Richard Sears was born in rural Minnesota, and like so many of the titans of the late nineteenth century, started his career in telegraphy (the dot-com, Silicon Valley industry of its day). As part of his job, he moved into being a freight agent, handling products ordered by rural retailers from urban wholesalers or manufacturers and delivered by rail. When a shipment of watches was refused, Sears contacted the company to return them, but they offered him a deal instead. Take the watches at a reduced price and sell them for whatever he could. He hit immediately on the facilitation that the telegraph communications network could provide. He began selling the watches to other freight agents along the rail line for a slightly higher price, inducing them to sell them to the ultimate customers in their communities.
Within months, Sears had become a part-time watch salesman, netting several thousand dollars in income. After he moved to Chicago to start a full-time business, he teamed up with Alvah Roebuck, a watch repairman, to begin a big operation. He relied upon trust—he offered money back guarantees, allowed COD to ensure customers could inspect his product before remitting payment, and he offered low prices—all of these helped reassure a public who had not yet become accustomed to buying products from distant merchants.
By the mid-1890s, Sears and Roebuck had expanded to hundreds of products. They began printing catalogues (much like competitor Montgomery Ward) and sending them through the mail to hundreds of thousands of Americans.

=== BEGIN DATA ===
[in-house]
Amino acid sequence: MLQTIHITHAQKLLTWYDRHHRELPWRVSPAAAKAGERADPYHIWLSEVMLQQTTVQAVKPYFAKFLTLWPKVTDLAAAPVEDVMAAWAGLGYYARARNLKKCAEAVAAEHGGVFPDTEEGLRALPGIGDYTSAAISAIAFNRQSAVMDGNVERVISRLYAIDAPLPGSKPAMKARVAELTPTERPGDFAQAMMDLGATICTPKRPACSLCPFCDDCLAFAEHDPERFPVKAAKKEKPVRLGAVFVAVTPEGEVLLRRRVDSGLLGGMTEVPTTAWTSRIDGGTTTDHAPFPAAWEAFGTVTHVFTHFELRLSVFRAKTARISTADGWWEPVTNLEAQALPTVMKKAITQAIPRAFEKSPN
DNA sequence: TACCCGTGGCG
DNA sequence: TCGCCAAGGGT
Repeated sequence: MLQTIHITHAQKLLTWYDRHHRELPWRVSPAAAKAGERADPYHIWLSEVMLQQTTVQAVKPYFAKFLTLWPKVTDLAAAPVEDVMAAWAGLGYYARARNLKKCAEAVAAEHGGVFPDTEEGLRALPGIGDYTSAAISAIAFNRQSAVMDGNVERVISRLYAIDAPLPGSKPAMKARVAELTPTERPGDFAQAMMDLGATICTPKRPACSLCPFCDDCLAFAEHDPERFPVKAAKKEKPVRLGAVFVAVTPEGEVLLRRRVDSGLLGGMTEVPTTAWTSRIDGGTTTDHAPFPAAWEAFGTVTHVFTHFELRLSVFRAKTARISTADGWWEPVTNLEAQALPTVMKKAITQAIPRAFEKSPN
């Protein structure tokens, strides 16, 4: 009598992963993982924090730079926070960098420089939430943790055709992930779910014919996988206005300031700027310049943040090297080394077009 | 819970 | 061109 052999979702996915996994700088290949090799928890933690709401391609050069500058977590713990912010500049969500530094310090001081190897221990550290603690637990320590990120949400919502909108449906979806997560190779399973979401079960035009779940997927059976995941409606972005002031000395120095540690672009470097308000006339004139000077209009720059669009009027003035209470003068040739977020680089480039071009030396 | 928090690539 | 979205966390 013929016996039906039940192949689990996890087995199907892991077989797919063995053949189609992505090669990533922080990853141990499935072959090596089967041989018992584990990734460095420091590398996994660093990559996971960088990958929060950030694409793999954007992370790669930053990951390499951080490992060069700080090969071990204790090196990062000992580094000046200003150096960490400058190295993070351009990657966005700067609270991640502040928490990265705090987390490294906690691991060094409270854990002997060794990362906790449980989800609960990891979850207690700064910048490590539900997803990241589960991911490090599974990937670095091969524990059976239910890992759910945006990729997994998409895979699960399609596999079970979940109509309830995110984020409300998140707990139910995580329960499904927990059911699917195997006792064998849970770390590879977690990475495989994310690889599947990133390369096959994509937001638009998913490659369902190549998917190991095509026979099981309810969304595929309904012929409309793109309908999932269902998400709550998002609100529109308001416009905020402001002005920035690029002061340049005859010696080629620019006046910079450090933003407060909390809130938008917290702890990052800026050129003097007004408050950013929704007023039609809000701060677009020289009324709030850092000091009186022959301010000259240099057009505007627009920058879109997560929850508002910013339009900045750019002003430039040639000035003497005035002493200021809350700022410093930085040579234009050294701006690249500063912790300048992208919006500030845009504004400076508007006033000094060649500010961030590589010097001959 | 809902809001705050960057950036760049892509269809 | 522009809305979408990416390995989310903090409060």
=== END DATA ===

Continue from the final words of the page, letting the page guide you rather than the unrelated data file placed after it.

Sears particular genius lie in writing product descriptions in florid and detailed language. Modern readers of the old Sears catalogues are surprised to find pages filled not only with illustrations but also thousands of words of small-print text. Sears had a knack for discerning the mindset of rural customers—the same people he had known growing up in Minnesota. He was a consummate salesman, and his unbridled energy eventually helped the company expand, with the business organization help of Julius Rosenwald, into the premier mail order company in America. By the time Sears retired from the company in 1908, he had helped increase its sales from $138,000 per year in 1891 to $50 million annually when he left.
Other heroes of capitalism, to be profiled in the future, helped the company that Richard Sears start become a world leader, but it was the genius of the boy from Minnesota that started it all.
Sears company profile
Profile by Lori Liggett
Boris Emmet and John Jeuck, Catalogues and Counters: A History of Sears, Roebuck & Co.